Discuss the scientific method with the students in the context of the experiment.  What was the purpose of the control?  Why would it be important if this was a real experiment to have more than one REPLICATE of each treatment when building conclusions from the results of the experiment?  If living plants DO NOT play a role in speeding up evaporation via transpiration, what would be the prediction about the amount of water in the top cup in the control versus the treatment (same amount, more or less water in the control versus the treatment)?  If living plants DO play a role in speeding up evaporation via transpiration, what would be the prediction about the amount of water in the top cup in the control versus the treatment?  What is the effect of water loss in transpiration for the amount of water in the bottom cup?  What would this mean for plants in soil in the real world?  How would transpiration be expected to affect the water levels in the soil in which the plant is growing?


Have students write for themselves a hypothesis about what they think will occur with the water levels in the control and treatment cups over the next few days.


Have the students write answers to the following questions.  Review the answers with them at before starting the new activities at the beginning of the next day’s class.

1.  For each of the following scenarios, would you expect transpiration to occur faster or slower rate than happened in your own experiments in your own classroom?  In each case, explain WHY?

a. If the shoots were placed in a very windy spot.

b. If the shoots were placed in a very humid environment.

c. If the shoots were placed in a classroom that was much warmer than the one in your school.

Sequence Instruction Day 2:            

1.      Retrieve the terrariums that you made in your previous class.

2.      Measure the volume of water remaining in the lower cup of each terrarium as accurately as possible (use volumetric flasks, measuring beakers or similar lab equipment if possible).

3.      Fill in the results in the table used to record the initial volumes

4.      Calculate the volume of water lost in each case and write this number in the appropriate column in the table provided.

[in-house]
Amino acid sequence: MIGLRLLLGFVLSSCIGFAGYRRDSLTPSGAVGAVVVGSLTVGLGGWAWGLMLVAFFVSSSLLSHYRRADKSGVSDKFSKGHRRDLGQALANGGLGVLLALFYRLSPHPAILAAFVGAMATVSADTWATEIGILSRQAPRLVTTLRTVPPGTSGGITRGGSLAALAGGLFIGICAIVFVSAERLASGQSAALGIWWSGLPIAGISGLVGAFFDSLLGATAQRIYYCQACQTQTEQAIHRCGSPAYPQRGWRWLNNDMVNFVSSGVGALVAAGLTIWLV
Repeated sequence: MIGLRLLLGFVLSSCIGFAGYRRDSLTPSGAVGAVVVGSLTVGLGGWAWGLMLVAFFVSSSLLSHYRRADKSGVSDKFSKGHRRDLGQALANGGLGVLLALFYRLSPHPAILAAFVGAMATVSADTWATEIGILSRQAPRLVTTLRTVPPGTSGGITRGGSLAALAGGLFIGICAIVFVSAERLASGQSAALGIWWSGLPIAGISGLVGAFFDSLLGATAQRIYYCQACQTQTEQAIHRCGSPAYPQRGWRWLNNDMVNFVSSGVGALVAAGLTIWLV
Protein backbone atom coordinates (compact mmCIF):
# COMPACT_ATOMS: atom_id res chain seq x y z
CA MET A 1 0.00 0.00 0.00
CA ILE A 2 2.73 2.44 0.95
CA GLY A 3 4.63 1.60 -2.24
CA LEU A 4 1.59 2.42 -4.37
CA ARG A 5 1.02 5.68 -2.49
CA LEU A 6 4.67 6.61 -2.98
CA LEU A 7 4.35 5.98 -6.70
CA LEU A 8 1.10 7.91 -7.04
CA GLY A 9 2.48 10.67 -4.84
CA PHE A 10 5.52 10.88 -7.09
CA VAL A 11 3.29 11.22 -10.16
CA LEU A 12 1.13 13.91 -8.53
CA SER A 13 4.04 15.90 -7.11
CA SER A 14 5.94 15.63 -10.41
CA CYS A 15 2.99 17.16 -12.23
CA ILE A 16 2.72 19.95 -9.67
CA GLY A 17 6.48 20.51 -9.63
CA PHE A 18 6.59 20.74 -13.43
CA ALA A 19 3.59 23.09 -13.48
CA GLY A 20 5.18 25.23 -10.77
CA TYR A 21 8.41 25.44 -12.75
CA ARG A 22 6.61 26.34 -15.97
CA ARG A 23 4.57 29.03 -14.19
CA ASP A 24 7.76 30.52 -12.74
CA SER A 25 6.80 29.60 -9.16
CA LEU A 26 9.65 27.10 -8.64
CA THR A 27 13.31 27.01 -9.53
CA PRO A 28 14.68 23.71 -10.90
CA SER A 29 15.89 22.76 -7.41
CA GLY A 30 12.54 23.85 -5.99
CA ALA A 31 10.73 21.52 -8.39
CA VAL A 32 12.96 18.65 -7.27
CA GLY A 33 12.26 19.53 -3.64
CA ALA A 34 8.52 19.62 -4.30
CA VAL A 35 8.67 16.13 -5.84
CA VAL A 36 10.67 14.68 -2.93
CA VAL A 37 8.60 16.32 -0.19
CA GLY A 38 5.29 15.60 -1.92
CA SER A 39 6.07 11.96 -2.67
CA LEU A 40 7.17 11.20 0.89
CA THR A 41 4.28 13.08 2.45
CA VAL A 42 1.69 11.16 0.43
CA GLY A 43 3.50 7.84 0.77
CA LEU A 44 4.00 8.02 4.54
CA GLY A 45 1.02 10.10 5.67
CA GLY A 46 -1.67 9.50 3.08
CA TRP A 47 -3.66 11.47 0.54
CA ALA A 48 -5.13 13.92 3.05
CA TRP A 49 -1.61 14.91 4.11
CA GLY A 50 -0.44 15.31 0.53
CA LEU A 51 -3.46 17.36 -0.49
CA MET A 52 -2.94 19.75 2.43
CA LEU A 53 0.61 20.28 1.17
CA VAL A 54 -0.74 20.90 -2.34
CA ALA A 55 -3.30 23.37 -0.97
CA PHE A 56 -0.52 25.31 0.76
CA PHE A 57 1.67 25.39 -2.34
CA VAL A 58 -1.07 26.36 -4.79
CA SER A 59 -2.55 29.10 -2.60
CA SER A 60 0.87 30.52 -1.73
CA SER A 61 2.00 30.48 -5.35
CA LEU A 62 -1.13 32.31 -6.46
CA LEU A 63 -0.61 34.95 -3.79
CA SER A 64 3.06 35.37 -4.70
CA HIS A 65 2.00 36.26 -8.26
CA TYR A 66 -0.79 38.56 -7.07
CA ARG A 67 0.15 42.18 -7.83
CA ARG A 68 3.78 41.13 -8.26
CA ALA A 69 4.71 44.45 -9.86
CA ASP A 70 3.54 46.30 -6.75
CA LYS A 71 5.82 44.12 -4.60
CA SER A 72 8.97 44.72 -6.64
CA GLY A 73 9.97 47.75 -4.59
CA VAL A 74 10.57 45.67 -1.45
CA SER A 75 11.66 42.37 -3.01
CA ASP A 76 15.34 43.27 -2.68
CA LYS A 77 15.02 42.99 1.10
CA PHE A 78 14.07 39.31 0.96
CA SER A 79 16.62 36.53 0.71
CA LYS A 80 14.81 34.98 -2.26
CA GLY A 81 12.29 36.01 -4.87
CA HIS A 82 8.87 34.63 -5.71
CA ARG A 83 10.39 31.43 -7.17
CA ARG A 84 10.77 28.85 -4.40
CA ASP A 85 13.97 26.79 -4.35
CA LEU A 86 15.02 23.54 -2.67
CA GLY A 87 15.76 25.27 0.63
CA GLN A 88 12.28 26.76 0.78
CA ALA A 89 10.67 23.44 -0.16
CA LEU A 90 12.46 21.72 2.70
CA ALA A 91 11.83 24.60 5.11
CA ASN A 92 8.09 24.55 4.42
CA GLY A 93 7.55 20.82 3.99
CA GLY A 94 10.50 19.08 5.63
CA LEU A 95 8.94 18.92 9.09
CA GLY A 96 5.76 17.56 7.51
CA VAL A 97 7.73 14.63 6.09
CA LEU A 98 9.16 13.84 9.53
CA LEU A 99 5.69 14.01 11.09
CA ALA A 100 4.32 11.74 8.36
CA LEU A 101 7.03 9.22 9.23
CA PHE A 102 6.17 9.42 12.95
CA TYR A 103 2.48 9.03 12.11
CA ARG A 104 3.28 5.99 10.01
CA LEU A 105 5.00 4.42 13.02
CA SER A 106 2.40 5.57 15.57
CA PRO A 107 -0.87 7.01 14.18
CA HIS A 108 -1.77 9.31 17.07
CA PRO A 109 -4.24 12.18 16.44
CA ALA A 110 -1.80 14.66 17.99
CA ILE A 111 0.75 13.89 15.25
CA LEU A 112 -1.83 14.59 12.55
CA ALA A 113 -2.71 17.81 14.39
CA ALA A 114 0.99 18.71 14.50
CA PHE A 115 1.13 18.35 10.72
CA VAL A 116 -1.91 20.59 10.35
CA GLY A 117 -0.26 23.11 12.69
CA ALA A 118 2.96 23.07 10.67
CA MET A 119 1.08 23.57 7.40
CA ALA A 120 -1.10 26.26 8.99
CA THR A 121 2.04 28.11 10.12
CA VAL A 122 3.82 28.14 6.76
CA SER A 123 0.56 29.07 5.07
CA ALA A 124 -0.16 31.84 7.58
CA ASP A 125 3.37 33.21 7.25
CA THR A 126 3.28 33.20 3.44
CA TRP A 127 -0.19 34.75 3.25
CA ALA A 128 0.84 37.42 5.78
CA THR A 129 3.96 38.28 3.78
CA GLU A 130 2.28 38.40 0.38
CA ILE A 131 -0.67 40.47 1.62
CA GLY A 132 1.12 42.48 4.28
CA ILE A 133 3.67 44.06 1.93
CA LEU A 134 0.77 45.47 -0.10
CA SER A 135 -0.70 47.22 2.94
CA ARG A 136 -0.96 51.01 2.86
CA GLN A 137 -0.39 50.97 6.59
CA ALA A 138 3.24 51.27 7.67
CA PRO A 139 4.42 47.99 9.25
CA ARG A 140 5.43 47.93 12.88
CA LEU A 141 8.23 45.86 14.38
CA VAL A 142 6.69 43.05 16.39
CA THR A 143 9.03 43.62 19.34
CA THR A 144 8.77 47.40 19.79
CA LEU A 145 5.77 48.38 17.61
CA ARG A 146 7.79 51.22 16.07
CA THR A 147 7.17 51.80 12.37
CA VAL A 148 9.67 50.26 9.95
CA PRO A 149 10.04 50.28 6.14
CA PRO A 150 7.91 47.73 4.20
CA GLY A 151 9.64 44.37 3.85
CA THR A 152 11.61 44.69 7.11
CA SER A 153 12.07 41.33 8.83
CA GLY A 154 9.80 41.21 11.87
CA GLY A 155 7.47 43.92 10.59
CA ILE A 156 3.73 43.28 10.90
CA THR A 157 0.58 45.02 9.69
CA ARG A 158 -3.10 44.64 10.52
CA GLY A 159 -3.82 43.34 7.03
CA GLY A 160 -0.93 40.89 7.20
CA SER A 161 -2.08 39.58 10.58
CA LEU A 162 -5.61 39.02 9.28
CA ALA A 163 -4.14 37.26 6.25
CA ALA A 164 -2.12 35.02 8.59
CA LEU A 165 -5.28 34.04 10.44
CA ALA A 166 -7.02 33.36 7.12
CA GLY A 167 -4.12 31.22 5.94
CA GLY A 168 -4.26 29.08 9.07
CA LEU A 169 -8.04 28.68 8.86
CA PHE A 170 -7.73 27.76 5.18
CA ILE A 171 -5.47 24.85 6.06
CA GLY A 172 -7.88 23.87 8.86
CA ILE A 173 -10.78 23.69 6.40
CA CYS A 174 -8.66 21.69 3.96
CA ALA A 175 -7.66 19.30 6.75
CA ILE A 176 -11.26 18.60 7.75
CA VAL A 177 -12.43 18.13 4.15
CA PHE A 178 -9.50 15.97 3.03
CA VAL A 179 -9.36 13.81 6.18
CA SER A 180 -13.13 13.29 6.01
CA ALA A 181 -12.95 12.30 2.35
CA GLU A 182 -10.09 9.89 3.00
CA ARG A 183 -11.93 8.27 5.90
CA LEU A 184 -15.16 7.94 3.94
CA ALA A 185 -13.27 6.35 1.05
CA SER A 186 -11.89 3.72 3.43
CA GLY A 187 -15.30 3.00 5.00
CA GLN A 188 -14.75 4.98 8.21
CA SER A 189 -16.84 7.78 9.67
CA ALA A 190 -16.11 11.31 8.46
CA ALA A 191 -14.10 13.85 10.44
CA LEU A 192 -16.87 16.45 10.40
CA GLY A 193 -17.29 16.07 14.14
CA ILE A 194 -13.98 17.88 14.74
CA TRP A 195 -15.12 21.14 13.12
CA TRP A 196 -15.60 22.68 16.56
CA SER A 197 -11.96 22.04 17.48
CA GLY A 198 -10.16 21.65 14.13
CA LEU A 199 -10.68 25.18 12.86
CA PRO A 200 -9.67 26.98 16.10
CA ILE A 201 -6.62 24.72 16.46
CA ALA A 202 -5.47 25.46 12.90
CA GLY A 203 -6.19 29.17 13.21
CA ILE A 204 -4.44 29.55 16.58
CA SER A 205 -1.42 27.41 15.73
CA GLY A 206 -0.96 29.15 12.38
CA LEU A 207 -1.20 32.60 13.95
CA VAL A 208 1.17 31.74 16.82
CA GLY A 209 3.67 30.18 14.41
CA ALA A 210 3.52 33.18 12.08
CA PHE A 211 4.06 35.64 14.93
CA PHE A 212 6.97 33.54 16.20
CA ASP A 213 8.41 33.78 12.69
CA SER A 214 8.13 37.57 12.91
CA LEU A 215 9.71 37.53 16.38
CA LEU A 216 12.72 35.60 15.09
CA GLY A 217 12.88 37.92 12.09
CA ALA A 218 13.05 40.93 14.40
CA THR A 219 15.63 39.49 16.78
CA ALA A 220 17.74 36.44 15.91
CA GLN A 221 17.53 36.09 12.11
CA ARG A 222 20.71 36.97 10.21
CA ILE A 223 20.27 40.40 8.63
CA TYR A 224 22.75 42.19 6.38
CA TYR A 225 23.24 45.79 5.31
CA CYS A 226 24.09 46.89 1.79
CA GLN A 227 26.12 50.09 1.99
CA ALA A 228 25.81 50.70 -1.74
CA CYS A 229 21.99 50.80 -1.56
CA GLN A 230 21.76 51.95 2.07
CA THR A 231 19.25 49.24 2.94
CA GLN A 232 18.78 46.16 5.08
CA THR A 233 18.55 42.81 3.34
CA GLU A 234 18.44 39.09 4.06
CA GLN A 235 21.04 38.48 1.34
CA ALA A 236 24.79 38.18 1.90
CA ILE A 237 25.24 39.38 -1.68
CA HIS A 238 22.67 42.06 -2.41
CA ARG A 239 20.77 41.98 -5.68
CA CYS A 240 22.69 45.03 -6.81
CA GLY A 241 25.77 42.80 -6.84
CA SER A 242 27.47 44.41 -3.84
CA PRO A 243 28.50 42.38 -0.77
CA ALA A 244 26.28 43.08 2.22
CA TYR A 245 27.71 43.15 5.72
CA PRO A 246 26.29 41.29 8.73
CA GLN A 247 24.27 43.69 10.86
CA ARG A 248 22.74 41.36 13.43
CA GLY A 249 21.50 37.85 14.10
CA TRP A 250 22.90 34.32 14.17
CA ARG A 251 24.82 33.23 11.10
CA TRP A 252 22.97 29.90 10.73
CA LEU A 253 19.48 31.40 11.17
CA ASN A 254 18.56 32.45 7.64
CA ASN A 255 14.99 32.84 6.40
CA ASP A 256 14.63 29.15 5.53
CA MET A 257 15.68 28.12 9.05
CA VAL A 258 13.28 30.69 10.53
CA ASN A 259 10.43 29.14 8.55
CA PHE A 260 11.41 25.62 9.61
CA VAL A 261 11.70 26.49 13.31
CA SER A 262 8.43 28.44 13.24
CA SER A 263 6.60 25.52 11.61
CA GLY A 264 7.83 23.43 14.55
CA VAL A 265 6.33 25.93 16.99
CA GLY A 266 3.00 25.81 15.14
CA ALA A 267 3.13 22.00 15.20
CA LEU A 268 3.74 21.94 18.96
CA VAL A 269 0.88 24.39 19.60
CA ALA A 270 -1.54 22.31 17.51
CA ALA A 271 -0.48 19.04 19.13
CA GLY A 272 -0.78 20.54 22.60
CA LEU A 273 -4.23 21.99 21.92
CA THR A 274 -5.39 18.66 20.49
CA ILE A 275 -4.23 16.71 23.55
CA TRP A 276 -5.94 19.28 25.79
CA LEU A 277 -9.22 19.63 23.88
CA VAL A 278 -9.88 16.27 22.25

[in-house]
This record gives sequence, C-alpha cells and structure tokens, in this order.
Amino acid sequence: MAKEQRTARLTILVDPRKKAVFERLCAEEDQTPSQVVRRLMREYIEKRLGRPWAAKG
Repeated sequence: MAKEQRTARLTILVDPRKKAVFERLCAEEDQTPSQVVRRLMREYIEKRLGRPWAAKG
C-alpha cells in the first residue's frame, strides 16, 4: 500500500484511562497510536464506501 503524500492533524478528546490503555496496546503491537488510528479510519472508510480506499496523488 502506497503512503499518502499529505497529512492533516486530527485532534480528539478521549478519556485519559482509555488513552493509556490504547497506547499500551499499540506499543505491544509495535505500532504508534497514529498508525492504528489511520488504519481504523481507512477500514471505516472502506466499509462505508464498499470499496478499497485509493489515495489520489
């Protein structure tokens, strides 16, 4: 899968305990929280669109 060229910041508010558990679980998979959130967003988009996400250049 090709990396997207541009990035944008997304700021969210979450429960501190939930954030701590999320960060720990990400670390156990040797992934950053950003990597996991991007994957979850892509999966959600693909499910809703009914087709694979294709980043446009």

5.      Have students compare results of similar treatments.  Do all of the replicates from similar treatments show the same results?  If not, what might account for the variability that you see between replicates?

6.      How do the results from the different treatments compare?  Which lost the most water?  Which lost the least?

7.      Review the hypothesis that you made at the end of your last class.  Do your results support your predictions?  Why or why not?

8.      If the extension activities were carried out, what can be concluded about which surface of the leaf is the source of the majority of the water loss through transpiration?  How does this relate to the distribution of stomatal pores on the leaf surface?

HomeworkHave students write up the lab using the appropriate technical terms and scientific formats.

Assessment:  Use a rubric such as the one at to assess student's participation in the activity and their subsequent write up of the experiment and its results.


TEACHER FEEDBACK REQUEST:  We are always to working to improve these lesson plans. If you use this lesson plan, we'd love to hear from you with your thoughts, comments and suggestions for future improvements.  Please take the time to fill in our survey at .  Thanks!


© 2009. Jodi Sisk (Author), Louise Wootton and Claire Gallagher (Editors)

 Although the information in this document has been funded wholly or in part by the United States Environmental Protection Agency under assistance agreement NE97262206  to Georgian Court   University, it has not gone through the Agency's publications review process and, therefore, may not necessarily reflect the views of the Agency and no official endorsement should be inferred.